In opposition to the Clementsian view of succession was another plant ecologist named Henry Gleason. Although Gleason states his case too strongly when he argues against any holistic order in ecology, he provides an invaluable insight into the nature of ecosystems: complexity. Gleason’s argument, contrary to Clements’ idea that the particular plant formations associated with each successional stage are fixed, is that they are actually quite random. According to Gleason the character of plant associations is determined by the random dispersal of seeds which are viable enough to survive in a new environment. These qualities are not fixed but depend on a number of variables that are far too complex to model or to pigeonhole into a deterministic set of successional stages and plant associations. It is the “coincidental” nature of this process which leads to the structural diversity of ecosystems.

This process—of longing, of succession, of evolution—is best described as being stochastic. This simply means that there is a selection—by the whole—of random elements. Evolution by natural selection, for example, is stochastic because those traits which are most fit (as in, most integral with the rest of the ecological community) to survive are selected because they are consonant with the ecosystem’s dao—its Way. They may not fit at all in other communities—they are not universally “better” but rather contextually fit. Creativity works in much the same way by taking the random events of a life and driving them toward beauty.

The longing of the soul which constitutes our deepest self is similarly not fixed but fluctuating in conversation with the whole community of life in which we are situated. Geography—both of the landscape and of the psyche—matters. This order arises out of complexity, fluctuating with the ebbing and flowing of ecological energy, and will one day dissolve back into it. Heraclitus said that you can never step into the same river twice. And so it is with longing and the soul. It’s a different river running through us every time, in every moment, with every breath.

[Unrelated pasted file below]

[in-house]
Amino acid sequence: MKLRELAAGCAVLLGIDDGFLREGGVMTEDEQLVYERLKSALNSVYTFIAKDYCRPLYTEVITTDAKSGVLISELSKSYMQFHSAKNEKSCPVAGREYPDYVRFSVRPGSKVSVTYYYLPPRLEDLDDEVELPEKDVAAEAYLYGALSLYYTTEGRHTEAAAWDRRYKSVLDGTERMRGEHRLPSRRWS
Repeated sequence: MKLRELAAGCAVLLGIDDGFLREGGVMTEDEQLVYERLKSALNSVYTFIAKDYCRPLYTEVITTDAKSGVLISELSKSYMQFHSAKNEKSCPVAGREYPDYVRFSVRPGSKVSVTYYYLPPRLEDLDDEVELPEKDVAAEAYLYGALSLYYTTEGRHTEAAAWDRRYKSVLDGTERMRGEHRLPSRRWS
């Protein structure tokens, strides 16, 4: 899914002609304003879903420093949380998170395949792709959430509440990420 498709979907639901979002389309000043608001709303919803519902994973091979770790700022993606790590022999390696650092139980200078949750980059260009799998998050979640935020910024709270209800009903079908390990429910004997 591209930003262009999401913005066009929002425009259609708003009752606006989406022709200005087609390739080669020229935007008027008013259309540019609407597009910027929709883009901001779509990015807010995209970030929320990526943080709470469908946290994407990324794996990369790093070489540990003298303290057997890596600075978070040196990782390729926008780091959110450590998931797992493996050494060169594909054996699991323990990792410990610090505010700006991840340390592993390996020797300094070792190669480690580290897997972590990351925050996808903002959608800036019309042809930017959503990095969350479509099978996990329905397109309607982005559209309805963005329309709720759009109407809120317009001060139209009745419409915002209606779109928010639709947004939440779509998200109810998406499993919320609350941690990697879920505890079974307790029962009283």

This, I believe, is what the Buddhists mean when they say there is no self. There is no permanent structure that we can grasp onto and declare as the definitive or ideal version of the self. It rises and falls with the rest of the trophic energy that flows through the food web. Longing is food which liberates the creative energy of beauty into form. In its resonant beauty, the ecosystem is constantly evoking and feeding us with longing, creating new structures of identity through which we in turn can feed the world with whatever beauty we create, whatever longing from the earth that we inspire—the poems of longing that connect us.

Read past contributions to the Ripples Series by Theodore Richards, Jamie K. Reaser and J.K. McDowell. Next week we will be presenting you with a piece penned by Ian Marshall, author of the forthcoming book: Border Crossings: Walking the Haiku Path on the International Appalachian Trail {Coming February 24, 2012}

 

 

Jason KirkeyJason Kirkey is an author, poet, and the founder of Hiraeth Press. He grew up in the Ipswich River-​​​​North Atlantic Coast water­shed of Massachusetts. Inspired by the land­scapes in which he has lived — the tem­perate forests and old moun­tains of New England, the red rocks and high desert of Colorado, Irish hills and sea — his work is per­me­ated with an eco­log­ical sen­si­bility. Whether poetry or prose, Jason’s words strive toward con­so­nance with the ecosystem. He has written four vol­umes of poetry, including Estuaries and a non­fic­tion book, The Salmon in the Spring: The Ecology of Celtic Spirituality. Jason is now working on his second non­fic­tion book and a grad­uate degree in con­ser­va­tion ecology. He lives in the Piedmont of North Carolina.